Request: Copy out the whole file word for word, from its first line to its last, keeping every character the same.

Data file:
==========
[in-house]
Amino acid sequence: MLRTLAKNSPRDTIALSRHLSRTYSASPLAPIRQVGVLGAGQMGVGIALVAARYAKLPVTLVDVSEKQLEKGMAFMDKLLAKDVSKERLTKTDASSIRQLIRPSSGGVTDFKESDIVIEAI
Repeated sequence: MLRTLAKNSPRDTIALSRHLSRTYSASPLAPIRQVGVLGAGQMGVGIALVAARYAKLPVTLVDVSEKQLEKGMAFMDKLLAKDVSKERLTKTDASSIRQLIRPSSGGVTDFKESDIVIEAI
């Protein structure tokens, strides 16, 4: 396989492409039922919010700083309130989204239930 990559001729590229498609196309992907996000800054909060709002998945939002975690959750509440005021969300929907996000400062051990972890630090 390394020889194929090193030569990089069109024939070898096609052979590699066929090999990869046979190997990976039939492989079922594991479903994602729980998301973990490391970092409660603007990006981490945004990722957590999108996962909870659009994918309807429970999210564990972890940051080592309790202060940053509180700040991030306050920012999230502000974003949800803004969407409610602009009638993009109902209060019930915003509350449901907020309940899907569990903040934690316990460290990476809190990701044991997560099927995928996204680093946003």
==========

[in-house]
Amino acid sequence: MLRTLAKNSPRDTIALSRHLSRTYSASPLAPIRQVGVLGAGQMGVGIALVAARYAKLPVTLVDVSEKQLEKGMAFMDKLLAKDVSKERLTKTDASSIRQLIRPSSGGVTDFKESDIVIEAI
Repeated sequence: MLRTLAKNSPRDTIALSRHLSRTYSASPLAPIRQVGVLGAGQMGVGIALVAARYAKLPVTLVDVSEKQLEKGMAFMDKLLAKDVSKERLTKTDASSIRQLIRPSSGGVTDFKESDIVIEAI
């Protein structure tokens, strides 16, 4: 396989492409039922919010700083309130989204239930 990559001729590229498609196309992907996000800054909060709002998945939002975690959750509440005021969300929907996000400062051990972890630090 390394020889194929090193030569990089069109024939070898096609052979590699066929090999990869046979190997990976039939492989079922594991479903994602729980998301973990490391970092409660603007990006981490945004990722957590999108996962909870659009994918309807429970999210564990972890940051080592309790202060940053509180700040991030306050920012999230502000974003949800803004969407409610602009009638993009109902209060019930915003509350449901907020309940899907569990903040934690316990460290990476809190990701044991997560099927995928996204680093946003």